We now move into the Design step of our professional development #PBL process. Based upon the analysis work done in the previous step, each team creates a framework for their project by developing a driving question. To be effective, it needs to be open-ended (“What can we…,” “How can we…”) and identify the desired change(s) or outcome(s). An example is “How can we create a learning environment that prepares our students for adult life?”

“What can we…” “How can we…”

One of the most difficult aspects of creating an ideal driving question is sizing it such that it is neither too large/broad nor too small/narrow. As the teams develop their project plan (in the Implementation step, our next topic), they may need to revise the driving question to fit within the project constraints.

Once the driving question is derived and agreed upon, each team creates a Need to Know (NTK) list. The purpose of this list is to document all the information to be gathered and research to be conducted in order to be able to create solution(s) to the driving question.

Each team also identifies resources they require to develop the project. Examples include technology tools, access to subject-matter experts (SME), and statistical data.

All of these parameters may require modification as the teams delve deeper into their topic.

Project design requires practice in two of the HQPBL principles: authenticity, collaboration

Next, we will discuss Implementation.

 

Category: PBL | LEAVE A COMMENT
April 6

#PBL as Professional Development (Part 2 of 6)

If you missed Part 1, you can read it here.

Analysis

We now discuss the Analysis step of using a #PBL process for professional development. 

Ideally, the professional develop group of learners includes participants from both the teaching and administrative staff, in order to develop a cohesive understanding of PBL concepts, and to jointly create solutions.

We begin by using improv games to break the ice and start team building. To further create a positive environment, we develop group norms to guide our interactions. One of my personal favorites is “assume positive intent.”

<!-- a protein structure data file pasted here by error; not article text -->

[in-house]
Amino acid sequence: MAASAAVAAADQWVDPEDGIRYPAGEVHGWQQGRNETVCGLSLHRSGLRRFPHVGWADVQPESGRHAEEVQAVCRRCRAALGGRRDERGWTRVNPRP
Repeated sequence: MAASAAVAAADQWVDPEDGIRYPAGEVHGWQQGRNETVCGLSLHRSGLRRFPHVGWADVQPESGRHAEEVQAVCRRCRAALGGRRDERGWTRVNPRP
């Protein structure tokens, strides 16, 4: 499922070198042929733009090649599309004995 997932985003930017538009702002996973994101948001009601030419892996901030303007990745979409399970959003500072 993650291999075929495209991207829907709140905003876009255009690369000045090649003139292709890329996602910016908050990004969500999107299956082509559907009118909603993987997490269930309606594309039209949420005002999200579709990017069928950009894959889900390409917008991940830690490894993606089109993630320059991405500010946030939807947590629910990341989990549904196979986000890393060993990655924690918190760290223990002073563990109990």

Yes Letters Tablets” by geralt shared under a CC0 1.0 license.

We then examine the survey results, and ask the participants to identify the highest priority items. The number of topics selected from the list is dependent on the number of participants, with one topic per each 3-4 people. The participants then group themselves into 3-4 person teams based on their highest level of interest.

Each team then identifies the desired outcomes. What do we want the solution to the problem/question/situation to look like? Why? During this step, we do not consider the “how,”; that comes later.

Problem, Analysis, Solution” by geralt shared under a CC0 1.0 license.

And finally, in teams and as a whole group, we discuss the requirements for successful team collaboration. What logistical and strategic components must be in place for the teams to thrive? This is a critical element of overall success!

These analysis activities provide teachers with practice in two of the Framework for High Quality Project Based Learning principles: authenticity, collaboration.

Analysis provides practice in two of the HQPBL principles: authenticity, collaboration

Next up – Design step!

April 5

#PBL as Professional Development (Part 1 of 6)

Just as we ask our students to make a leap of faith to engage in a project-based learning (PBL) environment, we should boldly ask the same of teachers and administrators. An ideal way for educators to develop familiarity and confidence with PBL is to experience it!

I propose to launch educators’ exploration into project-based learning using the Framework for High Quality Project Based Learning (HQPBL), combined with P21 Exemplars to guide their work. First, we ask them to develop familiarity with the framework and with the characteristics of exemplar schools. Participants then respond to a survey which assesses the HQPBL factors and/or exemplar teaching and learning characteristics they think are lacking in the existing school environment.

Then, we guide them through a series of professional development sessions based on the PBL process.

Next post – Analysis step!

HQPBL Framework

  1. Intellectual challenge and accomplishment – Students learn deeply, think critically, and strive for excellence.
  2. Authenticity – Students work on projects that are meaningful and relevant to their
    culture, their lives, and their future.
  3. Public product – Students’ work is publicly displayed, discussed, and critiqued.
  4. Collaboration – Students collaborate with other students in person or online and/or
    receive guidance from adult mentors and experts.